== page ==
Sak Saum exists to set captives free through rescue, restoration, rehabilitation and transformation.
Transformation flows from an intensely personal relationship with God. It is a complete regeneration of our being, thinking, and doing that works itself out in our families and communities. It is not something that is achieved by external force or theories of social change, but by a work of God in the heart. It is reflected in communities that are compassionate, just and free. God transforms from the inside out. As followers of Jesus, we have all experienced the transforming power of God at work in us – that quiet work of the Holy Spirit convicting us of wrongdoing, cleansing our hearts, shaping our character, changing our attitudes, and influencing our actions.
We believe this transformation to be key in ending the destructive cycles of human trafficking and poverty. We believe that changed people change nations. We believe that love is the key to that change, and we believe that empowerment is what will create a ripple effect of lasting change in families and communities.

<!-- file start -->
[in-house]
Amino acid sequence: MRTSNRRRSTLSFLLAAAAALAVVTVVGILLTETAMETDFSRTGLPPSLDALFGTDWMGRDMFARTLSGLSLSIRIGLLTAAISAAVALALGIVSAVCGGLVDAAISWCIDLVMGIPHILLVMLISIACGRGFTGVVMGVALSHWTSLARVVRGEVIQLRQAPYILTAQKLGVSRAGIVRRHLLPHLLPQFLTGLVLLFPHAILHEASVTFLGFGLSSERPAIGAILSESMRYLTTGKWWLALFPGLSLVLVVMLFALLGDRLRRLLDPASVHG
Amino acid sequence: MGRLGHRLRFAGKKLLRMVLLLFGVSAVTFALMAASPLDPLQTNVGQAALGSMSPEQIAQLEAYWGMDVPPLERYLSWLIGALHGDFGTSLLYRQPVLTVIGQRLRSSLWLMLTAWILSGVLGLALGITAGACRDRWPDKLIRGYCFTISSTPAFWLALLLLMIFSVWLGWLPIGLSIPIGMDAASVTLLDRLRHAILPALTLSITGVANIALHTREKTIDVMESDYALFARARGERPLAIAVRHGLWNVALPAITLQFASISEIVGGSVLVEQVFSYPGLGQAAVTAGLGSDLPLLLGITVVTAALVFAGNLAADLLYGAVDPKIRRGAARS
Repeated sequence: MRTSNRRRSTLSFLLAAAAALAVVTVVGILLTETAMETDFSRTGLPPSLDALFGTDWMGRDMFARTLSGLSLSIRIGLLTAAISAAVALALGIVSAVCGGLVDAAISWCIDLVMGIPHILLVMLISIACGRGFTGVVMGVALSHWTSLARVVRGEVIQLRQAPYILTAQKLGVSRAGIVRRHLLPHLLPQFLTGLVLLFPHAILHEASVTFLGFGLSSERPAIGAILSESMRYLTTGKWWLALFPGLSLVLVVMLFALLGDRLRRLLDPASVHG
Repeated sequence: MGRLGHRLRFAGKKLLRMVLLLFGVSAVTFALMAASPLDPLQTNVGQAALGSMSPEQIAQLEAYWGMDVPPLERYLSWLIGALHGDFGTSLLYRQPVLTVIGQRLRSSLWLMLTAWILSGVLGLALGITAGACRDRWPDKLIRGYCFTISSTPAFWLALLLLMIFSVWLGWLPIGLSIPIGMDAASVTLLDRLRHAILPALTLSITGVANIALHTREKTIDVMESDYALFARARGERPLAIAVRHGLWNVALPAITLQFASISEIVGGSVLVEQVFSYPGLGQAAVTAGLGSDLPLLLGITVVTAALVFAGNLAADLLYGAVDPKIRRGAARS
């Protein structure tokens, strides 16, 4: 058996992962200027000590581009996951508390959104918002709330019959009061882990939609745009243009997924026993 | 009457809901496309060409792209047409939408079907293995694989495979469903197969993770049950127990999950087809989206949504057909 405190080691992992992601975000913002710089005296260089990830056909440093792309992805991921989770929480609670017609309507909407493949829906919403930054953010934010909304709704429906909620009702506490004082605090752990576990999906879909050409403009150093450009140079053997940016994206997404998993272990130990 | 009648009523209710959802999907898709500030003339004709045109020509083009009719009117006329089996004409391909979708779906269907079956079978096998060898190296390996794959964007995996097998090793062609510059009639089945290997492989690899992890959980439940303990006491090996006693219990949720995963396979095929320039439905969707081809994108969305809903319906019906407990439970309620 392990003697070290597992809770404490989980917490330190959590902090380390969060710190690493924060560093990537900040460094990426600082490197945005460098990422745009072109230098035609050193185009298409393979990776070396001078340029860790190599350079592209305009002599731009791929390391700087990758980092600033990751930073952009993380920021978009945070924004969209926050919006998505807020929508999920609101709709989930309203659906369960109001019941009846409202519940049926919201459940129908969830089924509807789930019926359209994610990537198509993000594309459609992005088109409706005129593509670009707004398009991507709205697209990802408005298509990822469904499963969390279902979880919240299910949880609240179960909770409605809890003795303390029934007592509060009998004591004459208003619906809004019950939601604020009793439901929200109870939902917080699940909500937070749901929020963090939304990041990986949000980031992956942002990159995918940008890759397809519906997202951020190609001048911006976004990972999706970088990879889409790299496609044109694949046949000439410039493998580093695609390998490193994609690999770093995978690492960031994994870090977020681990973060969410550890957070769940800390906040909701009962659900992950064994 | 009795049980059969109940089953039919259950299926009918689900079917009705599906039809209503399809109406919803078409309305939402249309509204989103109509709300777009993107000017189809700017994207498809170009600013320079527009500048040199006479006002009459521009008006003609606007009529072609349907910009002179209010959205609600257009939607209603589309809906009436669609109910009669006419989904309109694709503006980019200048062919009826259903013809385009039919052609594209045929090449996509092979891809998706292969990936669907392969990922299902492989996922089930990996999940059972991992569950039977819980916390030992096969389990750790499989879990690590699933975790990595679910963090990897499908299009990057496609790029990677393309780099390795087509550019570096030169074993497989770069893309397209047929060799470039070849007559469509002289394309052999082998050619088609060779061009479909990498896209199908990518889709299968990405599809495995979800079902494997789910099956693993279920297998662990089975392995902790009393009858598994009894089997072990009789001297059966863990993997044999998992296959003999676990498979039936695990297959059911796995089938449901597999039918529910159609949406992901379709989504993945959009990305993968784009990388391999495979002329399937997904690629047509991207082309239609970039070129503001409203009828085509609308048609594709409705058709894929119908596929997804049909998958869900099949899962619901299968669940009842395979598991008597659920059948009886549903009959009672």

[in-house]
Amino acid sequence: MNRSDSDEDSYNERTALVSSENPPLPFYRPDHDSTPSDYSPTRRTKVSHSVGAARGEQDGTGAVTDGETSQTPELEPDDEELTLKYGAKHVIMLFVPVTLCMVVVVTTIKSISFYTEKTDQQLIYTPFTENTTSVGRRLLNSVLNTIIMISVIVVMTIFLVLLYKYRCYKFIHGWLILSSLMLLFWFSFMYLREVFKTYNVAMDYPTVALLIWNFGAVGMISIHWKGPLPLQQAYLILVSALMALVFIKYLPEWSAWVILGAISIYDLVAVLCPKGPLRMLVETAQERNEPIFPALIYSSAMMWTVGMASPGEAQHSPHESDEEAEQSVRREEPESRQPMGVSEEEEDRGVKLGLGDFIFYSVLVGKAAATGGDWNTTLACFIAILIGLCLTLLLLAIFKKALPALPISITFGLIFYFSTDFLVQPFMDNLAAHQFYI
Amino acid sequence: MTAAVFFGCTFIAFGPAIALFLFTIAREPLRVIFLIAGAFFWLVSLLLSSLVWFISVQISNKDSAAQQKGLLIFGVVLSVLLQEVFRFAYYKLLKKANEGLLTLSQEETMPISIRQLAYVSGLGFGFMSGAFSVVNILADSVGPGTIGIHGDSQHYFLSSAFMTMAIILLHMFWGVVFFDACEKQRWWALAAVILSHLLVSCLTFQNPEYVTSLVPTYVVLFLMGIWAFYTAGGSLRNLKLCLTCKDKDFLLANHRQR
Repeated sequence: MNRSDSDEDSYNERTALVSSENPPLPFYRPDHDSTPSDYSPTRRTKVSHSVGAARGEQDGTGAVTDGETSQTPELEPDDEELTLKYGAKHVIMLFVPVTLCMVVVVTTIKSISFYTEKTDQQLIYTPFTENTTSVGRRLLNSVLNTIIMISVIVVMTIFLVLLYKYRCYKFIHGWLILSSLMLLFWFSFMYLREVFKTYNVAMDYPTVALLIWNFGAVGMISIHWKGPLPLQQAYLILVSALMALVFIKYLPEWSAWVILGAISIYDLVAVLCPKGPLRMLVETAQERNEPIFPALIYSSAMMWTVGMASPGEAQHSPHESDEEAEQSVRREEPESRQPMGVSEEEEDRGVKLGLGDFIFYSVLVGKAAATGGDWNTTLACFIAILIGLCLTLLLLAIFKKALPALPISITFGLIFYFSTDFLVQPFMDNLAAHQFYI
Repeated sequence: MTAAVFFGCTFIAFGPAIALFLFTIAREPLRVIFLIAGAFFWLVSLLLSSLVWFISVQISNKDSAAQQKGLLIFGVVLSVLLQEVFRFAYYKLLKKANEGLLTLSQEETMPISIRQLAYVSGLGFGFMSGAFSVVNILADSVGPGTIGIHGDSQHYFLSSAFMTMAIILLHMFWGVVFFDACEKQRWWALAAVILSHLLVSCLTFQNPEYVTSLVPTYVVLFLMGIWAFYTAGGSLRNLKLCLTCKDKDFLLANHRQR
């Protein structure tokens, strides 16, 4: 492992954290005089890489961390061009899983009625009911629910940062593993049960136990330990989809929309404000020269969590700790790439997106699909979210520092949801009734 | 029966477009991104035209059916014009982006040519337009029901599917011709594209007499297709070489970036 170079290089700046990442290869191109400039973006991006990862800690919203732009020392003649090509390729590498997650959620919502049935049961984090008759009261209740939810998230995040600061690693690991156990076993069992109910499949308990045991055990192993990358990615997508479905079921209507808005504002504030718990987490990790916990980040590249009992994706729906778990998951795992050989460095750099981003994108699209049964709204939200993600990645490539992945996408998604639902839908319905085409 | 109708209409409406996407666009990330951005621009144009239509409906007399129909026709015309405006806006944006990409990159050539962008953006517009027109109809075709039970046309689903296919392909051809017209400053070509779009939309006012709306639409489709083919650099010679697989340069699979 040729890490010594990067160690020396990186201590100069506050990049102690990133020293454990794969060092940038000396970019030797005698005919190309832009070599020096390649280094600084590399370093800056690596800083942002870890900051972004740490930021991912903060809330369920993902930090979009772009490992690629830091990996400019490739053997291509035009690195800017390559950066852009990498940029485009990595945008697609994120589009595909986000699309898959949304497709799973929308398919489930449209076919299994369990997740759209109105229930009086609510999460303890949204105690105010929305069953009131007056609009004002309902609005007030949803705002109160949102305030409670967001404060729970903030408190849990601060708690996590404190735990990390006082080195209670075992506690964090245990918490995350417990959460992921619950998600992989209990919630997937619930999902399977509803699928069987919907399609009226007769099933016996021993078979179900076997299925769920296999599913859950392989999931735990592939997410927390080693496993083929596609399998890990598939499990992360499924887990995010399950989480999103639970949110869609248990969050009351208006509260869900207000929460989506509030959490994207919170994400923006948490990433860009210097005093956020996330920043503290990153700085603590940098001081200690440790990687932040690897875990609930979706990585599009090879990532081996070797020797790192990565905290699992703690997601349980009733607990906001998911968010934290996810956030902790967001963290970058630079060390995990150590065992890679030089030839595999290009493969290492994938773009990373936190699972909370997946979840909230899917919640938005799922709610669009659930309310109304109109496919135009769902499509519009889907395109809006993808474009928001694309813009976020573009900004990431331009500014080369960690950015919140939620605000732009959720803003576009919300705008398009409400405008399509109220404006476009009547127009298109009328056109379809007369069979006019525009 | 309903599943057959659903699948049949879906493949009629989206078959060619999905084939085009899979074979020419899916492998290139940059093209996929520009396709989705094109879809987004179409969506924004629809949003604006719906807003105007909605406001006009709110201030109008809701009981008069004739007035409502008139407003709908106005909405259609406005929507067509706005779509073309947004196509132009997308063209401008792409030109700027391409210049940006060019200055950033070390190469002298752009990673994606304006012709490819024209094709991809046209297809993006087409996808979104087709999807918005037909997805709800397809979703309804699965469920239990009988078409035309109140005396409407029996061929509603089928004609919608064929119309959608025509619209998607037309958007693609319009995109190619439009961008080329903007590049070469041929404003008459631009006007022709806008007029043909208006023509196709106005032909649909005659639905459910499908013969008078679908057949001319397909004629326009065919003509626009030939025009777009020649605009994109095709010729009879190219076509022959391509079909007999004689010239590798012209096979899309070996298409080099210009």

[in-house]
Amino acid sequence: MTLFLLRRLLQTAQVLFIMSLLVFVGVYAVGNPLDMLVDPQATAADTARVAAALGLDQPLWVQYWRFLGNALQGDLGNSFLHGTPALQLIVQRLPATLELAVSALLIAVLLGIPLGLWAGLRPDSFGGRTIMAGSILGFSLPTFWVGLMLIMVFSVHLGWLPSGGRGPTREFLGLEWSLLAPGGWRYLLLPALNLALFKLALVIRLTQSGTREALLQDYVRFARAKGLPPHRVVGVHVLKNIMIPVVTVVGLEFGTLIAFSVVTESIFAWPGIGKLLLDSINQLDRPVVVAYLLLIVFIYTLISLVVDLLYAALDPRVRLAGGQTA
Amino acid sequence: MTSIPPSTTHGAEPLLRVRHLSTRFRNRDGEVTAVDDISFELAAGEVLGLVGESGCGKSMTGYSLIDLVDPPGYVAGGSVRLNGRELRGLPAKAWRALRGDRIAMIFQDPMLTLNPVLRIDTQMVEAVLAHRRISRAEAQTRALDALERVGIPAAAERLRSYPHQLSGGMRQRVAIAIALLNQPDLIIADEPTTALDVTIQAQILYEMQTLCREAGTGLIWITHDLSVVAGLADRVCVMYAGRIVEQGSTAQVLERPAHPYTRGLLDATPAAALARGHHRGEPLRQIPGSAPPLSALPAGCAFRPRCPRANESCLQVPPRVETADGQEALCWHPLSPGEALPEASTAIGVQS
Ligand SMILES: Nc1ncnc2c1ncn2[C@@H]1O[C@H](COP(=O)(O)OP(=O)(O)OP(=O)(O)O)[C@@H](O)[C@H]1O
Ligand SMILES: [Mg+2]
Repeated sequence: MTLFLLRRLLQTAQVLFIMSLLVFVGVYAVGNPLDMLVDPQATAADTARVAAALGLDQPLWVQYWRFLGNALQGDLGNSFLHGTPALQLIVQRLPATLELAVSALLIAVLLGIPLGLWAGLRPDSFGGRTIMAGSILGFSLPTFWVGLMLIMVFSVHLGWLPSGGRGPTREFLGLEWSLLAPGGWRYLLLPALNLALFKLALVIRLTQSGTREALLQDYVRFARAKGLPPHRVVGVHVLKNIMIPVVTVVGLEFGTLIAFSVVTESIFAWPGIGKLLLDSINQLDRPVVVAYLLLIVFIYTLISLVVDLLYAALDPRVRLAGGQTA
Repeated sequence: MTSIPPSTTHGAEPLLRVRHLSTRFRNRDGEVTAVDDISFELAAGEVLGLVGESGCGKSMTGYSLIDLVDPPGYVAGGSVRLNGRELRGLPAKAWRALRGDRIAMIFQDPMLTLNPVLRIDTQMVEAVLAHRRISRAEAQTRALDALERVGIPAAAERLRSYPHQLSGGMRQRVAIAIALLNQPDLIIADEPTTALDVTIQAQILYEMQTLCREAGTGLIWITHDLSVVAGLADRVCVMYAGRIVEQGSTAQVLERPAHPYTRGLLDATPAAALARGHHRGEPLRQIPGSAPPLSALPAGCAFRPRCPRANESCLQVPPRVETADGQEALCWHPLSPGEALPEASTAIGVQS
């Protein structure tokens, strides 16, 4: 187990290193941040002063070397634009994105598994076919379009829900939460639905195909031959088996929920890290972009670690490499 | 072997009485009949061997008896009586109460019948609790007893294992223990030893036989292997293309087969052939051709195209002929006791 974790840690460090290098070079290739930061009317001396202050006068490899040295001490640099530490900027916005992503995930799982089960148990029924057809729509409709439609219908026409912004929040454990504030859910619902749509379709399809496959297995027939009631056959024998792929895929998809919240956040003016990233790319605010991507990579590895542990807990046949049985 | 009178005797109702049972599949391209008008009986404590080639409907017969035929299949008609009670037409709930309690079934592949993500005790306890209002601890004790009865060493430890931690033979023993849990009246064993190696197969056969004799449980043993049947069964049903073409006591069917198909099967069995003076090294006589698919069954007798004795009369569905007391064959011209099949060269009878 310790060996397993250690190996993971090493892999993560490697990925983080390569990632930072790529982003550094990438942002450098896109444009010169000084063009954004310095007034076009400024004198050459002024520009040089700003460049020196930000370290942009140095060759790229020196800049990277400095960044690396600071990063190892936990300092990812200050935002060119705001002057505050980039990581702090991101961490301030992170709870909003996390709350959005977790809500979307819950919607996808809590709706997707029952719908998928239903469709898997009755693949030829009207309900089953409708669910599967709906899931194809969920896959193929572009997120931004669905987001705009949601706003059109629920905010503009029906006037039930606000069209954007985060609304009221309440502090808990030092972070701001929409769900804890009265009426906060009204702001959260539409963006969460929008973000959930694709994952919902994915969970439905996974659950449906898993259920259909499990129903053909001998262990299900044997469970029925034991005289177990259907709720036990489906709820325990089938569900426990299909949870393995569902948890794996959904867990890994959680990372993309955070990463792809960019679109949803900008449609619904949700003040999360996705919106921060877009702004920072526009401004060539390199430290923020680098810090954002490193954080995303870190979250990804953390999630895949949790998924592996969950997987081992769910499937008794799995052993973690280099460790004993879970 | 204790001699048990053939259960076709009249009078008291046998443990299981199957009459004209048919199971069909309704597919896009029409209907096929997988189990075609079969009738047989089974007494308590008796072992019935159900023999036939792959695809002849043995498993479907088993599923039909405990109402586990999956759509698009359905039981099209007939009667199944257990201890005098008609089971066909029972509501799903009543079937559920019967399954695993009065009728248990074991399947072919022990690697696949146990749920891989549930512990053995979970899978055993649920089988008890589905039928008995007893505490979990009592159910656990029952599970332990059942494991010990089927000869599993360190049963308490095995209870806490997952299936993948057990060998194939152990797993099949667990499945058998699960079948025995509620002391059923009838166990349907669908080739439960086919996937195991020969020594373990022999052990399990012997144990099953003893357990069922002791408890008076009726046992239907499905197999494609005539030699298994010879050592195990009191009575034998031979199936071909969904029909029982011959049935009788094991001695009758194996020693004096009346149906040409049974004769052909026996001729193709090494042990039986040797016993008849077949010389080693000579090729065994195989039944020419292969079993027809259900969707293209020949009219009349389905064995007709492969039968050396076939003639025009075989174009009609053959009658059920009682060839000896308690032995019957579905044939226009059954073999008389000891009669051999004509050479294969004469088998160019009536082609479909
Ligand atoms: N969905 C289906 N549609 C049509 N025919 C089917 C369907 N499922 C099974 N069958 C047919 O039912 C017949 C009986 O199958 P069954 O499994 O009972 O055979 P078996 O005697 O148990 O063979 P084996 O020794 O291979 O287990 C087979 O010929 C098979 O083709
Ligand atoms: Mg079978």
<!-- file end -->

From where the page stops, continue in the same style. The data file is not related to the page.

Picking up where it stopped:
Meet the Sak Saum Leaders
Ginny Hanson, Founder and International Director
Ginny Hanson is Sak Saum’s International Director. She and her husband, Eric, moved to Cambodia full-time in 2004 and founded In His Steps International. IHSI works specifically to empower the Cambodian people to reach their own for Christ.
In 2005, Ginny met a young Cambodian woman, Theavy. Barren for nine years, Theavy had tried everything to have a child – everything but God. Ginny prayed asking God to open Theavy’s womb and God answered. Theavy gave birth to a little baby boy in 2006. Shortly after his birth, Theavy’s husband abandoned her, leaving her with few options to care for her child. Ginny knew she needed help. This is how Sak Saum began — one woman reaching out to help one woman.
Ginny’s heart is to see vulnerable men and women like Theavy find freedom, purpose, healing and love in their own lives and the lives of their families. She is passionate about setting captives free. Ginny and her husband, Eric, have two daughters, two son-in-laws and two grandchildren.
Theavy Kang, National Director
Through her own life story, Theavy knows firsthand the tragedy of rejection, abandonment and exploitation and the power of love to heal. Her own testimony led her to reach out with compassion to vulnerable and exploited women.
Her desire is to see her nation transformed and to help others experience the power, life and love of God. The love she has for her own people is clearly visible in every area of her life.
Theavy was married this past January and has one son named Sokun, meaning "a gift from God".